A Duty to be Beautiful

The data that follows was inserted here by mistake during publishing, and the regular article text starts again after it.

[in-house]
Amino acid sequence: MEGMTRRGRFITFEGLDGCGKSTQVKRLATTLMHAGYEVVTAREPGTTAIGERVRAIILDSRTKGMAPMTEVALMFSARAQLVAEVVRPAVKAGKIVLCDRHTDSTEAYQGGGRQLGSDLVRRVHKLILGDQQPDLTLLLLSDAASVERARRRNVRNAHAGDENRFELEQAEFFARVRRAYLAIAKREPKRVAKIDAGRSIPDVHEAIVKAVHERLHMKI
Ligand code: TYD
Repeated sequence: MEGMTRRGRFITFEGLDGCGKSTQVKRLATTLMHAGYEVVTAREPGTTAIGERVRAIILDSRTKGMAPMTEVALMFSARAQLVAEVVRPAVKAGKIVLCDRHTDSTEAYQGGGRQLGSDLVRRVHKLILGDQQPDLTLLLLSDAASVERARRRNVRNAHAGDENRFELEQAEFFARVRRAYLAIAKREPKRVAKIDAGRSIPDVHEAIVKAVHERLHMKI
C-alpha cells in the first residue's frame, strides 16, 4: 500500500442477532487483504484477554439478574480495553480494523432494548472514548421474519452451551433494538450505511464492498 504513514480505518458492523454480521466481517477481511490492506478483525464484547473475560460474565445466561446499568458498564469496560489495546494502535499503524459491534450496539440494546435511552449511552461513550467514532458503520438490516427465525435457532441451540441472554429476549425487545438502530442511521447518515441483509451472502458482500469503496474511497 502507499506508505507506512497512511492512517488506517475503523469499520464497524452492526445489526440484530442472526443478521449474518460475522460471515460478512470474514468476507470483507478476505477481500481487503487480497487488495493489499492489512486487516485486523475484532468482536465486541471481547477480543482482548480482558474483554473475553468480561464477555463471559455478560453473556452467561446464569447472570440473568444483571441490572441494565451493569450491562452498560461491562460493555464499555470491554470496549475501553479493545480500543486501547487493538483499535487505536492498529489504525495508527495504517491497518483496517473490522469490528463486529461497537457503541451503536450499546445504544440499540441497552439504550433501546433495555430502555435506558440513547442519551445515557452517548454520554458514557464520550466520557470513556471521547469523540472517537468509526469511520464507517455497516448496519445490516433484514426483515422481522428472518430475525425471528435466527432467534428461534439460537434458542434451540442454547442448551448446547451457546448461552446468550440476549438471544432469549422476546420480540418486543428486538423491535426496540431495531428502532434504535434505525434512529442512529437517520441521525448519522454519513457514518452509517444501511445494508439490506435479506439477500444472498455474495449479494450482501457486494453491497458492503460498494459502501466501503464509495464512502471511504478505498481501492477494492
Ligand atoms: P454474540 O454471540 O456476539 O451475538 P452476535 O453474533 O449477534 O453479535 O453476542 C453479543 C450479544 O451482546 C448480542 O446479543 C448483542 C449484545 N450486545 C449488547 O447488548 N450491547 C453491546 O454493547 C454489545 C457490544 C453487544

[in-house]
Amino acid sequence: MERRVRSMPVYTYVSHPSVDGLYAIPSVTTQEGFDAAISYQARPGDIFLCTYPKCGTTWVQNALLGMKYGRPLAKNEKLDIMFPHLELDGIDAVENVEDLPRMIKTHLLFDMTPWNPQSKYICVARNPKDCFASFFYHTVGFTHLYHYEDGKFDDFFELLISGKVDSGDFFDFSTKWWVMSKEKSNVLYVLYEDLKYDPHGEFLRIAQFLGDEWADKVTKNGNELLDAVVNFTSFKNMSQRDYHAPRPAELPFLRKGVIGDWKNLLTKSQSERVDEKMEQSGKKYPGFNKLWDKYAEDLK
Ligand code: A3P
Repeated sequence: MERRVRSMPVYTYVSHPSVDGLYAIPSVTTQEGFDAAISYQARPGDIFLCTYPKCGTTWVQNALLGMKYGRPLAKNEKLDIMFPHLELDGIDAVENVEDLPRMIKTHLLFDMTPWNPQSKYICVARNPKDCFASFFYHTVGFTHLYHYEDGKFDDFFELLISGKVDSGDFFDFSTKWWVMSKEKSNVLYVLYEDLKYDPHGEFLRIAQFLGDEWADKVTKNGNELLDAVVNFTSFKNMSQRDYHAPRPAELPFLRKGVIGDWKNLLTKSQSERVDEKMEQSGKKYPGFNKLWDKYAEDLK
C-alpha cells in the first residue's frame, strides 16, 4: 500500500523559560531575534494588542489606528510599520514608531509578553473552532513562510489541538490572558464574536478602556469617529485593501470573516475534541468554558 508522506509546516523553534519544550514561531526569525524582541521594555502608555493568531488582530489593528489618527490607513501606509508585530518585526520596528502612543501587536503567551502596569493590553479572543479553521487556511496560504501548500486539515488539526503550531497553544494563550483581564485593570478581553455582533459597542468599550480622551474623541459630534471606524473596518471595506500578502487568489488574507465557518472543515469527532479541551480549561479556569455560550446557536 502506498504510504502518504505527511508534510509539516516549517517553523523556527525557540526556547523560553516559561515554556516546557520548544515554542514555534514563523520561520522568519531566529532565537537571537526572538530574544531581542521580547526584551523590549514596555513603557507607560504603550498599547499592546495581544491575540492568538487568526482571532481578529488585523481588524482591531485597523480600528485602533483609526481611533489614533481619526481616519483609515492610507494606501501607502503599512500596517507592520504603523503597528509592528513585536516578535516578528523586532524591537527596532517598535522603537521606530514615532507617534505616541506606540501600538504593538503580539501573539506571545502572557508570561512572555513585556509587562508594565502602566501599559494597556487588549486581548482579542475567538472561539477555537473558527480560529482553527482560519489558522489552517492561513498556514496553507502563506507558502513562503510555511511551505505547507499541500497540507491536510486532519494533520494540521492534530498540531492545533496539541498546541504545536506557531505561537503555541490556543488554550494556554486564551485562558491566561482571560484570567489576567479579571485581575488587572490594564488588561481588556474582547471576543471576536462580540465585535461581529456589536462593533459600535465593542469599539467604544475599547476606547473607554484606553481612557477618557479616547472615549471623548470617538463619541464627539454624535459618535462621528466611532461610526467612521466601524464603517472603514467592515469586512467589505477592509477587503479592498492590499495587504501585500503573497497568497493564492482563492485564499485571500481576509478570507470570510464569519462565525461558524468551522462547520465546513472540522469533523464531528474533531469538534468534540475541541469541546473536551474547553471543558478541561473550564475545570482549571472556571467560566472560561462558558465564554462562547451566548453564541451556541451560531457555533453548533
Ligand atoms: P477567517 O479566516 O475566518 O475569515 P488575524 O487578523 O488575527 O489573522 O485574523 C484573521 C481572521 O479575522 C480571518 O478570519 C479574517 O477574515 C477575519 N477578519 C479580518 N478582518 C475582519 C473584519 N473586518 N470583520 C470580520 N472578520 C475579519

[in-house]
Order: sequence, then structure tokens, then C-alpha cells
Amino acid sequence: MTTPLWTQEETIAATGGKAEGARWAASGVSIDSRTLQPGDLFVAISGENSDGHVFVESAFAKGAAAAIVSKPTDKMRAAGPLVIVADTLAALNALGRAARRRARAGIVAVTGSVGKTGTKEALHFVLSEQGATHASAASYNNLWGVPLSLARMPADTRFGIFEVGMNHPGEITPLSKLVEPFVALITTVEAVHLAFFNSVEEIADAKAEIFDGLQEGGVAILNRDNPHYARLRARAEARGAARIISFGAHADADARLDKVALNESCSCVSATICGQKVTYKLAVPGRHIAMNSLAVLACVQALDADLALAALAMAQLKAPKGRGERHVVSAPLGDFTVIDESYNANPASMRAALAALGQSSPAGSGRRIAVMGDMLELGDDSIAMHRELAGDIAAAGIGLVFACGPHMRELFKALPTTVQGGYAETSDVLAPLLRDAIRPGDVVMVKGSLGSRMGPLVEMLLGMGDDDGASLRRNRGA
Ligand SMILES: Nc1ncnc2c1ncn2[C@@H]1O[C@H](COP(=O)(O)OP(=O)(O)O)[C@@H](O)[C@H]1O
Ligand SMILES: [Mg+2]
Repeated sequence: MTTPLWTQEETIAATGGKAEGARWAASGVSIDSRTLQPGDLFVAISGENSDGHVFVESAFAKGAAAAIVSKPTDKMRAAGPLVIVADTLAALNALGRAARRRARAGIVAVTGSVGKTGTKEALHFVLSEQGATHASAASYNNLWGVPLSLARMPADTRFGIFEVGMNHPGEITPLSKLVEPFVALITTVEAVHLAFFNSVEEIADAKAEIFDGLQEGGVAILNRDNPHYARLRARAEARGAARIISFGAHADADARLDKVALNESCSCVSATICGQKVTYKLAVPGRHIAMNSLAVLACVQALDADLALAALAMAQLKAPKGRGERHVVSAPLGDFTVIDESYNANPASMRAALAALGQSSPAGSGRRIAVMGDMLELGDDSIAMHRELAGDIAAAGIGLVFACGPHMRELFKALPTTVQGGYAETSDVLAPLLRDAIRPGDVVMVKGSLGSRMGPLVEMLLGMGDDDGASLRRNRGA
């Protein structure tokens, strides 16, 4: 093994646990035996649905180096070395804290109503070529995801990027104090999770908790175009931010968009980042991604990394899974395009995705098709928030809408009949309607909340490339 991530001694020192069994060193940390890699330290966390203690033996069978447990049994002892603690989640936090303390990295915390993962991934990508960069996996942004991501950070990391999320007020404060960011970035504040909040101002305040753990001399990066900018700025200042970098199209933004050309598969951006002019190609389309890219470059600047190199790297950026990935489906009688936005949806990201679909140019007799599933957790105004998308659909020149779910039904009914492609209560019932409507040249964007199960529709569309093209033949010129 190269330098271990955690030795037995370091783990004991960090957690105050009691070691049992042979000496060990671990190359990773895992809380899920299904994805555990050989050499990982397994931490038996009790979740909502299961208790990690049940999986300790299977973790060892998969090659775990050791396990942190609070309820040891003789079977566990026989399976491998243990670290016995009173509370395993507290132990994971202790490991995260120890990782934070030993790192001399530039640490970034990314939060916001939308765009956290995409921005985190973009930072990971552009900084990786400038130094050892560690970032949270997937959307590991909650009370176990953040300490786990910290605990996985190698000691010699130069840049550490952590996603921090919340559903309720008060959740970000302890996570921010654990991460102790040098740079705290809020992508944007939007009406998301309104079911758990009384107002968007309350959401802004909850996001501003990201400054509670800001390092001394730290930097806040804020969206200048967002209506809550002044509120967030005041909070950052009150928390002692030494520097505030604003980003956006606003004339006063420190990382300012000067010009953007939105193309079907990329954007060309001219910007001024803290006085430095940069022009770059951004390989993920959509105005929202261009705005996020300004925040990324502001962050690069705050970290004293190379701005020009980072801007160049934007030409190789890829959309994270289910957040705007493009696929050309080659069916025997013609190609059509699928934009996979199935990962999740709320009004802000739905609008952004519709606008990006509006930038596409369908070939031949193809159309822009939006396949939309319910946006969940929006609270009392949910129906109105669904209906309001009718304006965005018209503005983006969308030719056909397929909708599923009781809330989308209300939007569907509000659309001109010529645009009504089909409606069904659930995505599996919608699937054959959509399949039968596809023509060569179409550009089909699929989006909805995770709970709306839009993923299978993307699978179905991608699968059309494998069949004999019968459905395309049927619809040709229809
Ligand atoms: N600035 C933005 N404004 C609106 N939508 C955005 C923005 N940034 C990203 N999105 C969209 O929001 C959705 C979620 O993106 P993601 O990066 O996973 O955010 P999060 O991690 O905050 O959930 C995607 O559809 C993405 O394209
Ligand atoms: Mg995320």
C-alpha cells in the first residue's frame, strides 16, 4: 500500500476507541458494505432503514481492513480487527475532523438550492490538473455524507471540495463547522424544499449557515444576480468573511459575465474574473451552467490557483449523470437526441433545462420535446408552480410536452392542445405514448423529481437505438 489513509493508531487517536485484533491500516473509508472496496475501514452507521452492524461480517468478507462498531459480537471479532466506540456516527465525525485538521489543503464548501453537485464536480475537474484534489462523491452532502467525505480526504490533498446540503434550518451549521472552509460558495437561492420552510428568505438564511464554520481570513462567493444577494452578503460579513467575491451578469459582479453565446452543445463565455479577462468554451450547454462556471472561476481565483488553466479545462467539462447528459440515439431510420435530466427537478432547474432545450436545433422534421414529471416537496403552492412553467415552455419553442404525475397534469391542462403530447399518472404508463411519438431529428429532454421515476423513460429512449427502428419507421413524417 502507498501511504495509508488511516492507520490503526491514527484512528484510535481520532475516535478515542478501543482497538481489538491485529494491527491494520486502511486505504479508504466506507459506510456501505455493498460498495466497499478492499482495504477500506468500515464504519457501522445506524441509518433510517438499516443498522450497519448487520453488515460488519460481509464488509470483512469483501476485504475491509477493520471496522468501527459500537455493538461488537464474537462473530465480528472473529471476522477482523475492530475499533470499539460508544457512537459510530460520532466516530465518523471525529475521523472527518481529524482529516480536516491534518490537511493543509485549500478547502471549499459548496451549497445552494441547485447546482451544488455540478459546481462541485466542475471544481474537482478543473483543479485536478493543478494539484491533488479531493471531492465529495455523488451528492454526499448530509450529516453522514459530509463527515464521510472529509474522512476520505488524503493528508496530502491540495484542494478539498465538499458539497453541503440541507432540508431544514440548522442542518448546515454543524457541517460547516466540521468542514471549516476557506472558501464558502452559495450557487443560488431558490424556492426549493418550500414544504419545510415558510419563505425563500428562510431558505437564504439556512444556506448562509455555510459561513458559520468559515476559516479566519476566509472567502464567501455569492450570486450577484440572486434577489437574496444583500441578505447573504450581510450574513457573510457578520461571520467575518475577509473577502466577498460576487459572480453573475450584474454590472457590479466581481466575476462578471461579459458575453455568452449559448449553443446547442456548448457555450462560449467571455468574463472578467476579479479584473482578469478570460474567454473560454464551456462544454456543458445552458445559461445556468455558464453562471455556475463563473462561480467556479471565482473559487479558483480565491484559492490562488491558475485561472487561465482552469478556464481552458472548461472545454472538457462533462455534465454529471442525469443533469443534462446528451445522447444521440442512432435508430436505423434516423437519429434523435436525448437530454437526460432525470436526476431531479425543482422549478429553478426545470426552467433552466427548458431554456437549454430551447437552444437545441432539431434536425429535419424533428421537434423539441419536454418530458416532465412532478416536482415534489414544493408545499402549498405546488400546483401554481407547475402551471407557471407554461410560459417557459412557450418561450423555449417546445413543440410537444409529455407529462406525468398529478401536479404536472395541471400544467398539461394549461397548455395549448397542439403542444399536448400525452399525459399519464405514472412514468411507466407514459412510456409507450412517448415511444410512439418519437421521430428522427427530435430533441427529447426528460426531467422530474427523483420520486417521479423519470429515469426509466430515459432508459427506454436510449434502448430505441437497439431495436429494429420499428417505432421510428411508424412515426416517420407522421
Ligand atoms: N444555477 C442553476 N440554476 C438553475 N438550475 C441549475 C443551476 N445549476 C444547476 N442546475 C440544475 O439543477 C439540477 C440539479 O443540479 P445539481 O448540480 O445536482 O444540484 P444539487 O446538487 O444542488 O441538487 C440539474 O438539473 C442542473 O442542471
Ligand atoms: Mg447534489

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The French manicure, the French twist, the French kiss. Chanel, Yves Saint Laurent, Dior, Louis Vuitton. Hermès. Baguette, pâté, café. In Paris, the women dress chic, eat chic, are chic. Their voices are musical, tuned from birth to adhere to perfect pronunciation, their faces blemish-free thanks to Avene and Evian, who have provided alternative face-washing methods that don’t involve tap water; they are skinny; and they sport haircuts straight off of the Victoria’s Secret runway.   In Paris, it’s what’s on the outside that counts. So, after a long weekend of Deepak Chopra and the Dalái Lama, I’ve decided to put in a little time bettering my outside and get a haircut. With Emanuel. Of Emanuel Montecino.   I called to make an appointment for 10 am, for a haircut and highlight. I made sure to apologize profusely to the receptionist for my poor French skills before making my request, and then reading the perfectly translated version of “ I would like to make an appointment for a haircut and highlight with Emanuel” on my computer, provided by Google. The French are big on that. Apologizing for nothing. A French person will invite you over to their house for dinner, spend all day cleaning and preparing the food, only to beg forgiveness from you for the “terrible mess” upon your arrival. Emanuel was delighted to take the appointment.   In honor of “Look Better On the Outside Day,” otherwise known as “Operation: Get Pretty,” I also decided to start my diet. I have recently been diagnosed with several food allergies, including bread and cheese, which is what I had for dinner the night before and why my skin is all broken out today. So, first step, is eat only foods I am not allergic to.   I stopped wearing foundation when I ran out three weeks ago and had to make the choice between YSL’s Radiant Smoothing Foundation or food. I chose bread and cheese, broke out, and now need the make-up. I found a small tube of a Lancôme sample in my travel case, not quite Yves Saint Laurent, but it’ll do. And indeed I do look better with foundation: it was poverty and hubris that prevented this realization sooner. The same hubris that empowered me to believe that I knew better than my doctors, which resulted in my consumption of le pain et frommage, and now like Oedipus, I too must be punished with a single blemish at the base of my chin.   I arrived at my appointment eight minutes early so I ducked under the green neon cross into the pharmacy next door. A whole wall dedicated to fighting aversions to the skin! I chose a face wash that supposedly guarantees to suck all of the “sedum” away and leave my face clean and fresh. For 12 euros, it had better. But the woman in the long white coat with oversized pockets behind the counter gave me quite a few “free samples.” So, really it was a bottle of face wash plus three miniature bottles of moisturizer for the price.   I was not nervous as I walked through the doors of Montecino Coiffure. I have been blessed with a generous streak of haircut luck. I have been to salons in San Francisco, Los Angeles and London, and not once left with a bad hair cut. The key is this: pick a very expensive salon that is not too large–four to six stylists working.  They will take their time with you, as opposed to getting the job done so that they can get the next client in. Secondly, when asked “What do you want?” always, and I mean always, reply, “I don’t know. What do you think?” This shows trust. And allows the stylist to believe he has creative freedom, thus making him feel like an artist. Now, the haircut is about something bigger.  Bigger than your hair, bigger than his reputation, something…big.   Ten years ago my friend Samantha and I were in our middle school production of Hello Dolly. (I was Dolly.) For the show we each had our hair done at the same salon. When Samantha’s stylist turned her around to see the matted beehive in the mirror, Sam cried. We all did. As I rose up from my chair to console my friend, loud applause broke out throughout the room, some people even stood up. Yes, it was a French twist to be marveled at.   What question did Samantha fail to answer correctly? When asked “What do you want to do?” Samantha pulled out a page of a magazine and pointed to the model in her underwear with the long blonde locks done up in a French twist. What did Sam get? A beehive.   Hubris and haircuts don’t mix. Granting the stylist creative freedom is imperative. One unintentional flick of the wrist and you could end up with a mullet, which is, unfortunately, back in style.   The middle-aged man all in black with the electrified brown curly hair was Emanuel. I pondered…crazy hair, Einstein/genius or crazy hair, psycho, and was the actor who sang, “Beauty School Drop Out” in the musical Grease.  He asked me if I wanted a café, but I refused. From experience I have learned that those who hold the scissors do not like it when you lean back and forth to take sips after they have taken the time to perfectly position my head. The only other option is to take the coffee and wait until the cut is finished, but then those who hold the scissors are annoyed because they went to the trouble of getting me a café, only to have me not drink it or gulp it down cold. So, no café.   Emanuel sat me down to examine mes cheveux before taking me over to the sinks to wash my hair. “What do you want to do?”   “Qu’est-ce que vous pensez?” (“What do you think?”)   A slow smile spread across Emanuel’s face when he took the pair of scissors out of his pocket. Wait! Why weren’t we going over to the head sink things…to wet my hair? From this point on there was no talking. He whisked away. I say whisk, because he didn’t use the scissors to actually cut my hair, but took the edge of the blade and ran it along pieces of hair, as if he were curling the ribbon on a small package.   “Don’t look,…